Robert Fleming is a Fellow of both the American College of Trust and Estate Counsel and the National Academy of Elder Law Attorneys. He has been certified as a Specialist in Estate and Trust Law by the State Bar of Arizona‘s Board of Legal Specialization, and he is also a Certified Elder Law Attorney by the National Elder Law Foundation. Robert has a long history of involvement in local, state and national organizations. He is most proud of his instrumental involvement in the Special Needs Alliance, the premier national organization for lawyers dealing with special needs trusts and planning.

Robert has two adult children, two young grandchildren and a wife of over fifty years. He is devoted to all of them. He is also very fond of Rosalind Franklin (his office companion corgi), and his homebound cat Muninn. He just likes people, their pets and their stories.

Elizabeth N.R. Friman


Elizabeth Noble Rollings Friman is a principal and licensed fiduciary at Fleming & Curti, PLC. Elizabeth enjoys estate planning and helping families navigate trust and probate administrations. She is passionate about the fiduciary work that she performs as a trustee, personal representative, guardian, and conservator. Elizabeth works with CPAs, financial professionals, case managers, and medical providers to tailor solutions to complex family challenges. Elizabeth is often called upon to serve as a neutral party so that families can avoid protracted legal conflict. Elizabeth relies on the expertise of her team at Fleming & Curti, and as the Firm approaches its third decade, she is proud of the culture of care and consideration that the Firm embodies. Finding workable solutions to sensitive and complex family challenges is something that Elizabeth and the Fleming & Curti team do well.

Amy F. Matheson


Amy Farrell Matheson has worked as an attorney at Fleming & Curti since 2006. A member of the Southern Arizona Estate Planning Council, she is primarily responsible for estate planning and probate matters.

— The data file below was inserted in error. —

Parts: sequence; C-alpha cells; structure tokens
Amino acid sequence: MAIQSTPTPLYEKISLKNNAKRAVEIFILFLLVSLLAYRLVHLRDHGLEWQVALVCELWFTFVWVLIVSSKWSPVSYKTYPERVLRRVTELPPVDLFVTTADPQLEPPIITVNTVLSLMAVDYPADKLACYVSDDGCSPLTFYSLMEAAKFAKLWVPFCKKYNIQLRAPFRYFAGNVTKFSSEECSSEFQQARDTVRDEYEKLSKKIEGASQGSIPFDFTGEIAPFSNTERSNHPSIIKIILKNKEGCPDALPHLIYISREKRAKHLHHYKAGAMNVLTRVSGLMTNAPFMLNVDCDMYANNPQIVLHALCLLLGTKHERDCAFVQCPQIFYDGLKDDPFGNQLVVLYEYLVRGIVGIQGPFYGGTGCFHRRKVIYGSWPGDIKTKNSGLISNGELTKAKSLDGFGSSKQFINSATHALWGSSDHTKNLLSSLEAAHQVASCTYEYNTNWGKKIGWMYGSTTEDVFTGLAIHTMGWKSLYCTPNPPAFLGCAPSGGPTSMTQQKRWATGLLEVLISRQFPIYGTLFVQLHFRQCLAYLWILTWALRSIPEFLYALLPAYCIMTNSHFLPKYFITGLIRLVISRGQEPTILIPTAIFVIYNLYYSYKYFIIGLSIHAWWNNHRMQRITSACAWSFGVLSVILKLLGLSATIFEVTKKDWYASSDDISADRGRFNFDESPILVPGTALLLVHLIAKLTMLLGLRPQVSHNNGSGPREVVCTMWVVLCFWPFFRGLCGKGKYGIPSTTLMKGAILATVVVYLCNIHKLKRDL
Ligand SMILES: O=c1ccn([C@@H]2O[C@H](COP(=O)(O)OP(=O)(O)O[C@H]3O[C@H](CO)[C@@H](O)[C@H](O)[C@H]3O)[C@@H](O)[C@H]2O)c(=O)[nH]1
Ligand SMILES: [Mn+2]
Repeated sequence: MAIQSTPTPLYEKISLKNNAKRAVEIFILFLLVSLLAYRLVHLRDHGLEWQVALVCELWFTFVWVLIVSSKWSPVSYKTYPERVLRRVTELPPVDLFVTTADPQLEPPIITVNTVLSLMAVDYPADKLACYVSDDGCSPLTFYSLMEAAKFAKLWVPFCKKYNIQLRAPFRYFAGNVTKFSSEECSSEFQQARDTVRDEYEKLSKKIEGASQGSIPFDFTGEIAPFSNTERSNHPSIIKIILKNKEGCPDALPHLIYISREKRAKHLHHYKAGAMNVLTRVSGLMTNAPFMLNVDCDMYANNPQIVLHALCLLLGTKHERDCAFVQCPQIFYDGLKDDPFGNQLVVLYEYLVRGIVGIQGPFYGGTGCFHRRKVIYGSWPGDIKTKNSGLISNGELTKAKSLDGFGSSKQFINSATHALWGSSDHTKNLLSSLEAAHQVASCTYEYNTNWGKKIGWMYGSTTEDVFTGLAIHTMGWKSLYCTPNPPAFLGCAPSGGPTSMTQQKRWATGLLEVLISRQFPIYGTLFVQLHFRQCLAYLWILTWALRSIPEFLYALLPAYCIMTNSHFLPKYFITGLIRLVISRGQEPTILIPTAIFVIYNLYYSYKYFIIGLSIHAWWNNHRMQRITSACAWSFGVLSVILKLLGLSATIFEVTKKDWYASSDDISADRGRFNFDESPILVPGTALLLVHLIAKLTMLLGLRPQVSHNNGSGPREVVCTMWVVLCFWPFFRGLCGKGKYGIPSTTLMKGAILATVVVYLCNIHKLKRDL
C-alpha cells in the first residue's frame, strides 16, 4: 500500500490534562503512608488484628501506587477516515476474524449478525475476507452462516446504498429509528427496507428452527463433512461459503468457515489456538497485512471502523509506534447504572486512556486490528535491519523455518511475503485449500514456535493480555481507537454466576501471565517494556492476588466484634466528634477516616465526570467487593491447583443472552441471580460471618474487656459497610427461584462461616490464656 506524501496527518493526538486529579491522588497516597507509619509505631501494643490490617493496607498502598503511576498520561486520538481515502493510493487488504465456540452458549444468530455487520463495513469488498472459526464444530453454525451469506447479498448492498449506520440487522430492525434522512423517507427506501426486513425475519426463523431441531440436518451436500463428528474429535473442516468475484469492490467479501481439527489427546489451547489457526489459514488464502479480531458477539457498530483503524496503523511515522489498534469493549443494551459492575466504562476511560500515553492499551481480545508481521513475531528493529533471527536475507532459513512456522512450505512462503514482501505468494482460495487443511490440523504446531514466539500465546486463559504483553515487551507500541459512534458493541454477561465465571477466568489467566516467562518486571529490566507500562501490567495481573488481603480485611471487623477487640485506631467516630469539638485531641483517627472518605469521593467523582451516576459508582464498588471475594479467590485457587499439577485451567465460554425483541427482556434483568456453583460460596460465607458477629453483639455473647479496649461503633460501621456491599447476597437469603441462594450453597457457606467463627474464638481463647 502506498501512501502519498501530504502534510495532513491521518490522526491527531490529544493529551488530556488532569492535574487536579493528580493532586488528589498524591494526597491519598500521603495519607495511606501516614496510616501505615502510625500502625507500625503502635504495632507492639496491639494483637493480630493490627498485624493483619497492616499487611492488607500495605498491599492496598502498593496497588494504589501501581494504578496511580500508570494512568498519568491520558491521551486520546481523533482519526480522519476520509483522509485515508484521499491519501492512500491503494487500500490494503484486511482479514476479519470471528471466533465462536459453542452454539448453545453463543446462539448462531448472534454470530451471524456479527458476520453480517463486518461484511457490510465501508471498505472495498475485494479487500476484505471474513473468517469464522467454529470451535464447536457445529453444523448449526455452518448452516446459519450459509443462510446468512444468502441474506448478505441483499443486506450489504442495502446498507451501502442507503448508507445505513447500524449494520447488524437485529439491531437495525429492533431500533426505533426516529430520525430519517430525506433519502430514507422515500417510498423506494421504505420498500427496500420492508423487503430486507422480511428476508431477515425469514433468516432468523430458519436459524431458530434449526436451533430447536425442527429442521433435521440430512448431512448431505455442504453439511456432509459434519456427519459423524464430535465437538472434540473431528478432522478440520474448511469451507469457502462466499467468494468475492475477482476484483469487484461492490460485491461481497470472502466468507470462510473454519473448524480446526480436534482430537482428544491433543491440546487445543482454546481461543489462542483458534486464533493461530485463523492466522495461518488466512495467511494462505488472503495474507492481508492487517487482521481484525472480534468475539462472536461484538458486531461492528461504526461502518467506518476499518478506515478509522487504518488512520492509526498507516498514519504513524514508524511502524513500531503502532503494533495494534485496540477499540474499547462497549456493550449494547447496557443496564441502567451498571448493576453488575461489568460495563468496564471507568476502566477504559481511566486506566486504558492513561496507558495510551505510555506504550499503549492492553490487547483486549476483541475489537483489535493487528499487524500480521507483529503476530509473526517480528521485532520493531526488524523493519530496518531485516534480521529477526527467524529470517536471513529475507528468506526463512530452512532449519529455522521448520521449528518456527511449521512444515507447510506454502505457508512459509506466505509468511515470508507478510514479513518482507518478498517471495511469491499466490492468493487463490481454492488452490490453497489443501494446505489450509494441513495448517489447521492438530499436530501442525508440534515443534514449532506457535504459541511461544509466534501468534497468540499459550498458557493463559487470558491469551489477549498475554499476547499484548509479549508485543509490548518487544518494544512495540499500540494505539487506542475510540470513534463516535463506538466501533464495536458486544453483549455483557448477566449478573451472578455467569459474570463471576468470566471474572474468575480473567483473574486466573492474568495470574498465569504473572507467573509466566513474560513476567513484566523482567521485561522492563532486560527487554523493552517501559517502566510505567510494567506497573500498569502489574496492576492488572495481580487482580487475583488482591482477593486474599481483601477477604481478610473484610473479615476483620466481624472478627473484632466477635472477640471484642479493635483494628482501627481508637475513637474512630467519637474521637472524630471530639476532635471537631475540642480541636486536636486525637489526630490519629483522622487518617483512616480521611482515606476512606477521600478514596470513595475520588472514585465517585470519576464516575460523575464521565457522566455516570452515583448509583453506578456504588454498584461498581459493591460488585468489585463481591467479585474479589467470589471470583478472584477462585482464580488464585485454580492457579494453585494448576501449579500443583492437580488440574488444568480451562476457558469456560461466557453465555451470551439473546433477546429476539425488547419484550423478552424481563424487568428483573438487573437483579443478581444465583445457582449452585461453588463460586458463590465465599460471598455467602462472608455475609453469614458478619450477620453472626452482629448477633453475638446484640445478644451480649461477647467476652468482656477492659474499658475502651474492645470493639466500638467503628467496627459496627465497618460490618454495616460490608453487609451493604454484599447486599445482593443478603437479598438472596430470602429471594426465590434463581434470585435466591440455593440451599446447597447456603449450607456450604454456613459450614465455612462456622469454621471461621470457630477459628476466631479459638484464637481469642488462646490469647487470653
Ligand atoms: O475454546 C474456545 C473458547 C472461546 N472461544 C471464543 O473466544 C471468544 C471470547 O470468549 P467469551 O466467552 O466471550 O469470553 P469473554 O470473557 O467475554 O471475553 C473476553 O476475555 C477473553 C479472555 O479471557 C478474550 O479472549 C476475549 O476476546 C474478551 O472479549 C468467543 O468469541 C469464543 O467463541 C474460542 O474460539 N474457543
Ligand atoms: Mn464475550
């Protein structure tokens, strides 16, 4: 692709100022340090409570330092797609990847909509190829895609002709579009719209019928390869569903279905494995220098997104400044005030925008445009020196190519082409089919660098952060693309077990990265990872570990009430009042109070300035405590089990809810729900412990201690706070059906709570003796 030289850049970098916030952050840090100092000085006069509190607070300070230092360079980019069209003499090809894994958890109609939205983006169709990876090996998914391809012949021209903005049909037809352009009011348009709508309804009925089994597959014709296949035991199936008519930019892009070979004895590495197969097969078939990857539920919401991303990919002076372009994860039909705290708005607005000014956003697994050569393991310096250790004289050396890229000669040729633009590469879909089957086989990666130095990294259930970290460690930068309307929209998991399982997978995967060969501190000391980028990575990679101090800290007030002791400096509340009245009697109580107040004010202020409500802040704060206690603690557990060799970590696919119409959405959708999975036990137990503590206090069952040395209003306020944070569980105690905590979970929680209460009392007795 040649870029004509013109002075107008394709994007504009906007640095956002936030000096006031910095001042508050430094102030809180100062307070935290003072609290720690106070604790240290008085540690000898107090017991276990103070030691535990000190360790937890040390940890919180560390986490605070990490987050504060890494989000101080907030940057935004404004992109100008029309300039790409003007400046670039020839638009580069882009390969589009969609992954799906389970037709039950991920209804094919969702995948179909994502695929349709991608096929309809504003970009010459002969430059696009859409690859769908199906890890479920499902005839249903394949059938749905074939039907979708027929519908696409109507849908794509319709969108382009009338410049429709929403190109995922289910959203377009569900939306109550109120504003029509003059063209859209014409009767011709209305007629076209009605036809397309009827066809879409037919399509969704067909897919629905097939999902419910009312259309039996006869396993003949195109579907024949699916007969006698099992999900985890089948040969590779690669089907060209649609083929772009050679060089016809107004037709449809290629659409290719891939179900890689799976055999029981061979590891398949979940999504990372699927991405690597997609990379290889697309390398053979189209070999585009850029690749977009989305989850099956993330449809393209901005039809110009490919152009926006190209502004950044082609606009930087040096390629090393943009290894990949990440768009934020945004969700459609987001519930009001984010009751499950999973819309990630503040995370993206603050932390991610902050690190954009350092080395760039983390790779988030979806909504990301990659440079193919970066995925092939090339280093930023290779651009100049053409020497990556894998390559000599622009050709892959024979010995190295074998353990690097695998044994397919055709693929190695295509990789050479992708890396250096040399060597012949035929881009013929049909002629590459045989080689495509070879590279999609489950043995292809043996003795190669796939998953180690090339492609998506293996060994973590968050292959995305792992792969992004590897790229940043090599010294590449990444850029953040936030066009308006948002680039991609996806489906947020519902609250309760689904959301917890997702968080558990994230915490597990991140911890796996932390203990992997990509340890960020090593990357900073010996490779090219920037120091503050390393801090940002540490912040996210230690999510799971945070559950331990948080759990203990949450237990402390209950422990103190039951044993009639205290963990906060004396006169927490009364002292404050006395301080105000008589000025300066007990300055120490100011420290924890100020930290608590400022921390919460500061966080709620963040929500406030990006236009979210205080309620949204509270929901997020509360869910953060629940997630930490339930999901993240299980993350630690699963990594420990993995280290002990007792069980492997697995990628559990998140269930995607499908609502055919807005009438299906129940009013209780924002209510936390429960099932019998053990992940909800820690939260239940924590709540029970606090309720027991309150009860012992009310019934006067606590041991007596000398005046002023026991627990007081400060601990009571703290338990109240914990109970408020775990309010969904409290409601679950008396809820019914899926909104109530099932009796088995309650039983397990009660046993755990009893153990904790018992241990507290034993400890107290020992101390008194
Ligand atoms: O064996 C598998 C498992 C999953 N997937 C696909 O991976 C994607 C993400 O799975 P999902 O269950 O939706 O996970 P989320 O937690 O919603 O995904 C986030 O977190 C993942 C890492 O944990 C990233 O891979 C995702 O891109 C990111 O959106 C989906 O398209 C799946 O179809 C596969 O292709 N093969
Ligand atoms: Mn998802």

Amy graduated from Wellesley College with a double major in political science and English. She is an honors graduate of Suffolk University Law School and has been admitted to practice in Arizona, Massachusetts, New York, and the District of Columbia.

Prior to joining Fleming & Curti, Amy worked for American Public Television in Boston, and with the international trade group at White & Case, LLP, in Washington, D.C.

Amy’s husband, Tom, is an astronomer at NOIRLab and the Head of Time Domain Services, whose main project is ANTARES. Sadly, this does not involve actual time travel. Amy’s twin daughters are high school students; Finn, her Irish Red and White Setter, remains a puppy at heart.

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Matthew M. Mansour


Matthew is a law clerk who recently earned his law degree from the University of Arizona James E. Rogers College of Law. His undergraduate degree is in psychology from the University of California, Santa Barbara. Matthew has had a passion for advocacy in the Tucson community since his time as a law student representative in the Workers’ Rights Clinic. He also has worked in both the Pima County Attorney’s Office and the Pima County Public Defender’s Office. He enjoys playing basketball, caring for his cat, and listening to audiobooks narrated by the authors.